Thursday, March 21, 2013

Memorializing My Other Mother

"Beware the Ides of March," my mother wrote in a text message. Every year, I receive these words from my Mother in some form or another... a text, an email, a phone call. My mother was a Latin teacher for 33 years. Old habits die hard.

Turns out people die too.

"Jane's gone," I wrote back.

It's almost fitting that March 15th was the day of her departing. Also a Latin teacher for many years, and the wife of a Classics professor, Jane, "My Other Mother," would have appreciated the irony.

"If I had to go, that's as good a day as any!" I can hear her saying to God.

Truth be told, it is us, those she left behind, who feel the stab of the knife, the pang of death. We remove our hands from the bleeding wound of our broken hearts and gasp, Et tu, Jane? You die too?

I've lost a lot of people in my 34 years. I once dated a man who, at 38 years old, had never been to a funeral. I, on the other hand, have been to so many funerals in my brief time here on earth that I'm not sure I could count them all. But even in that truth - living as a minister of the cloth always with the reminder that from dust we have come and to dust we shall return - I still feel the shock of death.

And Jane Nethercut? She was mortal too?

It seems wrong.

"We love you and all our other Pittmans so much!!" was the last text I received from Jane five days prior to her passing.

We love you too, Jane.

"This is my daughter by choice," Jane told the social worker in the hospital room several weeks ago. The woman misunderstood and began a lecture on how detrimental favoritism of children is among family members. "No, no, I explained to the nurse, it's not that Jane has only so much love to give her children that she has to play favorites. Rather, her and Bill's love is so abundant that it spills over from their own children and onto the rest of us. Thus Jane & Bill take on extra "kids"... She chooses to add me into her family."

The first time I saw Jane, she was giving the devotion at a deacon's meeting as the Deacon Chair Elect. She told a beautiful story of how geese fly taking turns in the lead and then moving to the back of the line. She spoke of their fluidity and wisdom.  And then she prayer, "Dear God, help us be smarter than a goose," and sat down. :) I knew then that Jane Nethercut was a woman I would look up to.  I found out later that to fulfill an obligation for my pastoral residency with CBF, Roger had chosen Jane and Bill to be my adopted parents. But that title and our relationship lasted much longer than that two year program. And now I stand before you mourning the loss of my Other Mother.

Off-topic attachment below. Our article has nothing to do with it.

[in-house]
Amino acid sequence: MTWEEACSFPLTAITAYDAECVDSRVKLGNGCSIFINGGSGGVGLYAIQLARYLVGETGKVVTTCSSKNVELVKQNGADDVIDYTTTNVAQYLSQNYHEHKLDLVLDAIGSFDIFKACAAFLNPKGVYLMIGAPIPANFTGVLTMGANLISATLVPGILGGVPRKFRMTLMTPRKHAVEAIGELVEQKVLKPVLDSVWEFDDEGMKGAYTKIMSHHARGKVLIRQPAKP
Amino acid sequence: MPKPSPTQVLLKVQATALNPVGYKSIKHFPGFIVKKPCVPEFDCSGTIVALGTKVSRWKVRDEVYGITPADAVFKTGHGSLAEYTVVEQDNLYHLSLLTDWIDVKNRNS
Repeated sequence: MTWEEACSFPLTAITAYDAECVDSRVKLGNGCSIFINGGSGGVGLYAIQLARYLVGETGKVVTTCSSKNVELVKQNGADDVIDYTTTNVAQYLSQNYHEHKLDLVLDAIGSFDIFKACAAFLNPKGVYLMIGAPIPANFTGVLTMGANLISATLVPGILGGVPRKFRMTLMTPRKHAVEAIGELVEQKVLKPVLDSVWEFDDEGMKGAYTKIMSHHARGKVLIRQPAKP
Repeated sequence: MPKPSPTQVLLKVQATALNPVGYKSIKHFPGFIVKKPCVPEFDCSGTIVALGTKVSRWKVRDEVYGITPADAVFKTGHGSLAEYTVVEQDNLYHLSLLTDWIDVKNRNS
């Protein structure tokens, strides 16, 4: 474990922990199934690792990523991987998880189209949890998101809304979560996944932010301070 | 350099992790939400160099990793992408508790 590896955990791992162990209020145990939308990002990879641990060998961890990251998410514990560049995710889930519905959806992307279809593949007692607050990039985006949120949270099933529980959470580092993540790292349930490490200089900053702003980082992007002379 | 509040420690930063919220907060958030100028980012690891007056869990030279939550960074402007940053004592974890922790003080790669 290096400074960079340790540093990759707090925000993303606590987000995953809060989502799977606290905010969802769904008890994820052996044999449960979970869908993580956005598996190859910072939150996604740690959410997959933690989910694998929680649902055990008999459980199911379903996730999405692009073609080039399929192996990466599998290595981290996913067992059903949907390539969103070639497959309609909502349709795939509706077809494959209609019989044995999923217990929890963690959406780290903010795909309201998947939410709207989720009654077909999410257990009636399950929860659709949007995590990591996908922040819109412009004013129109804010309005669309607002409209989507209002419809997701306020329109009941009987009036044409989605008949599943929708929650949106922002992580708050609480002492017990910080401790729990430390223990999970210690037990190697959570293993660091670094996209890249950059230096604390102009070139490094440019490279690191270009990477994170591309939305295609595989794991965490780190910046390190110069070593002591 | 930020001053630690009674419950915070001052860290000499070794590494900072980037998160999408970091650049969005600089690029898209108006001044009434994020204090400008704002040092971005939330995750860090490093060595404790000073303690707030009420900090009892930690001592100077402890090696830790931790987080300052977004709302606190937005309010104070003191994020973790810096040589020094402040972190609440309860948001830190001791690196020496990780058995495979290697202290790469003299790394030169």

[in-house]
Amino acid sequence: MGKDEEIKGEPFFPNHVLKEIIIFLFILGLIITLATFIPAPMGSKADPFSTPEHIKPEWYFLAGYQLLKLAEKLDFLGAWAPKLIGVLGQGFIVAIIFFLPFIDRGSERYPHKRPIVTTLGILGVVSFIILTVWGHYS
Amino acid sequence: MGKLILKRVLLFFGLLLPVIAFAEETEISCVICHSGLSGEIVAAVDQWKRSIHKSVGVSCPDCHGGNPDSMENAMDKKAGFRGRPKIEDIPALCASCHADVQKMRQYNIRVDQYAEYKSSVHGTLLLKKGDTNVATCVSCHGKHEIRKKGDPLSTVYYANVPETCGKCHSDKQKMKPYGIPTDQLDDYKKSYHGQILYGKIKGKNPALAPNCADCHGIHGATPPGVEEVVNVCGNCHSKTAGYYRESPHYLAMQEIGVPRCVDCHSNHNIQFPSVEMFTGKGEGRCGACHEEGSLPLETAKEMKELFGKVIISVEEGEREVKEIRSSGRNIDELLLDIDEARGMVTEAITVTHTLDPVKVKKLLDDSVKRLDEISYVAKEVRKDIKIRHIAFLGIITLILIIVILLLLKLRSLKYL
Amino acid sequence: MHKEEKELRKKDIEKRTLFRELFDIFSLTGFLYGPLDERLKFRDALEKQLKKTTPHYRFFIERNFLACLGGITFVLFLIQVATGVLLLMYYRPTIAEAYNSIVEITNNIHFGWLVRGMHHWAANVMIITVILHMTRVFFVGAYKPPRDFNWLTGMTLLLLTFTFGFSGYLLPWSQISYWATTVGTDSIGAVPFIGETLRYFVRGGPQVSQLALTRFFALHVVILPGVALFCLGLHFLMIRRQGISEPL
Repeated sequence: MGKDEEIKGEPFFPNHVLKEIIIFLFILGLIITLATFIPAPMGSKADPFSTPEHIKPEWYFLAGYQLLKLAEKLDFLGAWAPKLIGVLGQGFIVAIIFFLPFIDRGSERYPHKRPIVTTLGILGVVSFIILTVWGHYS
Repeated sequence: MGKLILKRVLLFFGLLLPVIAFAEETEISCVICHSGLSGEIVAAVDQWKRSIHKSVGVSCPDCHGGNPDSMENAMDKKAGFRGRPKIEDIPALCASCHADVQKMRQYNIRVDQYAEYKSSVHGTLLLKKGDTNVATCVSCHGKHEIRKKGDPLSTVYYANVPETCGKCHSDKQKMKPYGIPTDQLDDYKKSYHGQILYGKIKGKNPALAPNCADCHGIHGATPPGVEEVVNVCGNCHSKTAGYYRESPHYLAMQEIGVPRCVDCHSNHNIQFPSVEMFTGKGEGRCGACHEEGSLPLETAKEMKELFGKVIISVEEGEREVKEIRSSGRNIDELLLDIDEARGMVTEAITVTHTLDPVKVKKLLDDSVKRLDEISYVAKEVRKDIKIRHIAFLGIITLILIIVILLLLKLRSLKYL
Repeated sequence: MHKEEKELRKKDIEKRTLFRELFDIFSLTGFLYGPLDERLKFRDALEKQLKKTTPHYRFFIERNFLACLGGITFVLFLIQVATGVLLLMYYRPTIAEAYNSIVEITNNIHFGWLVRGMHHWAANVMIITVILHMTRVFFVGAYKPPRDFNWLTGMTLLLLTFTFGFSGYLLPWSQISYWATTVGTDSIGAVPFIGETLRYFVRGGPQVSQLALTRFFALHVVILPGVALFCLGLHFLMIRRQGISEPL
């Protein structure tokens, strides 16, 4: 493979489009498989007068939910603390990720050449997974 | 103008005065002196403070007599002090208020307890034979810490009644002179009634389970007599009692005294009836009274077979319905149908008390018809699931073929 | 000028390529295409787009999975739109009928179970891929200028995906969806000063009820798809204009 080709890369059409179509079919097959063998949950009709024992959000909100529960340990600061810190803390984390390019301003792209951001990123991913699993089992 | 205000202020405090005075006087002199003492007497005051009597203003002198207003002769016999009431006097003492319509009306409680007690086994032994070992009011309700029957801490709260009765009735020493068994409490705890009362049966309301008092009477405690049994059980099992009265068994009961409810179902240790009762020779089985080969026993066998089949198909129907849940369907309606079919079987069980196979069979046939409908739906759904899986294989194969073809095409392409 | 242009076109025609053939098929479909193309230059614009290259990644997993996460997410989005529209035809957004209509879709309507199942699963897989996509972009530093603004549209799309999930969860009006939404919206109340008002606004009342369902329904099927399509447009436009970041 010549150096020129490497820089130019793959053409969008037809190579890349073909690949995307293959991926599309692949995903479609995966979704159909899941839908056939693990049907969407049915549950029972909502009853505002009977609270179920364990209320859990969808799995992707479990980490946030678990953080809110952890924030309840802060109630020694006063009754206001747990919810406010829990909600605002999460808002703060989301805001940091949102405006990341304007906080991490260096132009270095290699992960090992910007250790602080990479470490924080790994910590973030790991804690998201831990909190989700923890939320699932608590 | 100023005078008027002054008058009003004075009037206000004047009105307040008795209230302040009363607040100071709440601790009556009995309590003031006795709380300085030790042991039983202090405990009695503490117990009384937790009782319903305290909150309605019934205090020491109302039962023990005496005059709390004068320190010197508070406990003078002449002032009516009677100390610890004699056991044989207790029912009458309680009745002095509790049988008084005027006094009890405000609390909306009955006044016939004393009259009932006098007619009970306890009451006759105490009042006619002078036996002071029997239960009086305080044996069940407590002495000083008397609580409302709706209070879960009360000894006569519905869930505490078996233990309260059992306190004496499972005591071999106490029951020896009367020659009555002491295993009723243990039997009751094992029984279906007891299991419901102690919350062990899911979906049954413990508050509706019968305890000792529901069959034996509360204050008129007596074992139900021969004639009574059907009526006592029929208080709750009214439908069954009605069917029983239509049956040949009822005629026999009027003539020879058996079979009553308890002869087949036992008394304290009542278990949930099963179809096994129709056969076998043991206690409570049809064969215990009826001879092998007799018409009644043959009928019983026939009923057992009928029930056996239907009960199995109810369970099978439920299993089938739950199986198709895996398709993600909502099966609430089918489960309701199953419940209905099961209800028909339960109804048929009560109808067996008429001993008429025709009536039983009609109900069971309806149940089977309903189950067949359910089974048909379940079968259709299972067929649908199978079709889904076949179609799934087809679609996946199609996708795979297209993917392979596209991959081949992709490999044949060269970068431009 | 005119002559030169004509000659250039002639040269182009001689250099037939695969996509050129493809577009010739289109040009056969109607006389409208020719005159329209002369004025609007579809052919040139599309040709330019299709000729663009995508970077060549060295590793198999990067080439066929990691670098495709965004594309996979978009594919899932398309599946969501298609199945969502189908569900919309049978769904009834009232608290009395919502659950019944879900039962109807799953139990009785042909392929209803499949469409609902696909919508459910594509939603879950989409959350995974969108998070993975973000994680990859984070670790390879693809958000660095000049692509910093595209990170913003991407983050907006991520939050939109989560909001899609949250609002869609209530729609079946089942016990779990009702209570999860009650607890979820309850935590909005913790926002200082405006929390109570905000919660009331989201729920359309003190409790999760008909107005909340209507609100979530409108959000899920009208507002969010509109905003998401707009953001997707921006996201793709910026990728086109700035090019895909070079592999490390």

Jane, me and Gloria (the Nethercut kids' Other Mother), Mother's Day 2012
I read excerpts of what is written above at Jane's funeral celebration on Tuesday.  I also sang "Heavenly Day" by Patty Griffin which was truly a spiritual experience as I tried to memorialize my friend with peace and thanksgiving, rather than anger and sadness in my heart.  In addition, I chose the following scripture to be read at Jane's ceremony.  Roger spoke and Grant and the choir sang, and Jane would have loved the service, I believe.  And so, from Ecclesiastes Three…

For everything there is a season, and a time for every matter under heaven:

a time to be born, and a time to die;
a time to plant, and a time to pluck up what is planted;
a time to kill, and a time to heal;
a time to break down, and a time to build up;
a time to weep, and a time to laugh;
a time to mourn, and a time to dance;
a time to throw away stones, and a time to gather stones together;
a time to embrace, and a time
to refrain from embracing;
a time to seek, and a time to lose;
a time to keep, and a time to throw away;
a time to tear, and a time to sew;
a time to keep silence, and a time to speak;
a time to love, and a time to hate;
a time for war, and a time for peace.

What gain have the workers from their toil? I have seen the business that God has given to
everyone to be busy with. He has made everything suitable for its time; moreover he has put a
sense of past and future into their minds, yet they cannot find out what God has done from the
beginning to the end. I know that there is nothing better for them than to be happy and enjoy
themselves as long as they live; moreover, it is God’s gift that all should eat and drink and take
pleasure in all their toil. I know that whatever God does endures forever; nothing can be added
to it, nor anything taken from it; God has done this, so that all should stand in awe before him.
That which is, already has been; that which is to be, already is; and God seeks out what has
gone by.

Thanks be to God for the life of Jane Nethercut.

Monday, March 04, 2013

Intimate Apparel: Apparently I'm In It

I saw an acquaintance in the lobby after my performance in Intimate Apparel on opening night.  We made small talk and then he asked, so what are you working on right now?  Um... Intimate Apparel, I replied... I play Mrs. VanBuren.

He was shocked and obviously hadn't recognized me.  But neither did the director's boyfriend when we were introduced.  I had to explain that the reason I was wearing so much makeup isn't because I live in Dallas, but rather in the theatre, and yes, I was in Intimate Apparel.

So if you venture onto UT's campus and wander into the Winship Building and find your way to the Oscar Brockett Theatre, open your program, read the cast of characters, and look for the white lady onstage: that's me.

Intimate Apparel by Lynn Nottage is a contemporary piece written about an African American seamstress in 1905 who sews intimate apparel for both the wealthy women of New York and the ladies of the night.

"What are you?" my work colleague asked when I told her about the show, "The token white lady?"